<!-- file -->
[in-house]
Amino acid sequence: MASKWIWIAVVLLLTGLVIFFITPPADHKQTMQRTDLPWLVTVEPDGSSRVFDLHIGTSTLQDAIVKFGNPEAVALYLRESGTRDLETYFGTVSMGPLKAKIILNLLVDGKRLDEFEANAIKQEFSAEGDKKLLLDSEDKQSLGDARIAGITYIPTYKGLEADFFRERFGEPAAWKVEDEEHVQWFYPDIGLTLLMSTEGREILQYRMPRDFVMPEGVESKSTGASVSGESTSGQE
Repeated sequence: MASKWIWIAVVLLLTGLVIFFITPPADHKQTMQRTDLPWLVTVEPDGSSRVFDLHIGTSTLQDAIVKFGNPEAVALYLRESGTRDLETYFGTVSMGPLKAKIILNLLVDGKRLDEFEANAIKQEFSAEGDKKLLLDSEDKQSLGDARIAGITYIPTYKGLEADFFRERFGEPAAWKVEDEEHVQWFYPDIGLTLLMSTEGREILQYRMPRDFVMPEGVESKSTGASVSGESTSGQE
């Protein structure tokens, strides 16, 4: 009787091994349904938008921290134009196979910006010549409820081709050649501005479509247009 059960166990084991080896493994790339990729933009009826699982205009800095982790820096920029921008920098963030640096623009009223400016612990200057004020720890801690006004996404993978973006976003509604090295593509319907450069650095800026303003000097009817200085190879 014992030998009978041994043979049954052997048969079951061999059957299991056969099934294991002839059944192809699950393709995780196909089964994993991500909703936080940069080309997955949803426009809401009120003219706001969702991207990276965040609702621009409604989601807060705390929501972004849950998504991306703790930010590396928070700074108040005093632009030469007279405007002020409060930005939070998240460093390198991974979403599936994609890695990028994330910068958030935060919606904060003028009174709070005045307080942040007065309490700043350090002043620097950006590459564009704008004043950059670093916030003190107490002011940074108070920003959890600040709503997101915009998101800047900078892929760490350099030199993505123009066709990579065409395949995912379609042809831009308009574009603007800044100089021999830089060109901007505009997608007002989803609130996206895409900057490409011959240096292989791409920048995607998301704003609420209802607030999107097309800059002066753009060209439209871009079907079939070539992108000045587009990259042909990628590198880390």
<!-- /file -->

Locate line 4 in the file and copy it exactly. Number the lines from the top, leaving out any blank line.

């Protein structure tokens, strides 16, 4: 009787091994349904938008921290134009196979910006010549409820081709050649501005479509247009 059960166990084991080896493994790339990729933009009826699982205009800095982790820096920029921008920098963030640096623009009223400016612990200057004020720890801690006004996404993978973006976003509604090295593509319907450069650095800026303003000097009817200085190879 014992030998009978041994043979049954052997048969079951061999059957299991056969099934294991002839059944192809699950393709995780196909089964994993991500909703936080940069080309997955949803426009809401009120003219706001969702991207990276965040609702621009409604989601807060705390929501972004849950998504991306703790930010590396928070700074108040005093632009030469007279405007002020409060930005939070998240460093390198991974979403599936994609890695990028994330910068958030935060919606904060003028009174709070005045307080942040007065309490700043350090002043620097950006590459564009704008004043950059670093916030003190107490002011940074108070920003959890600040709503997101915009998101800047900078892929760490350099030199993505123009066709990579065409395949995912379609042809831009308009574009603007800044100089021999830089060109901007505009997608007002989803609130996206895409900057490409011959240096292989791409920048995607998301704003609420209802607030999107097309800059002066753009060209439209871009079907079939070539992108000045587009990259042909990628590198880390």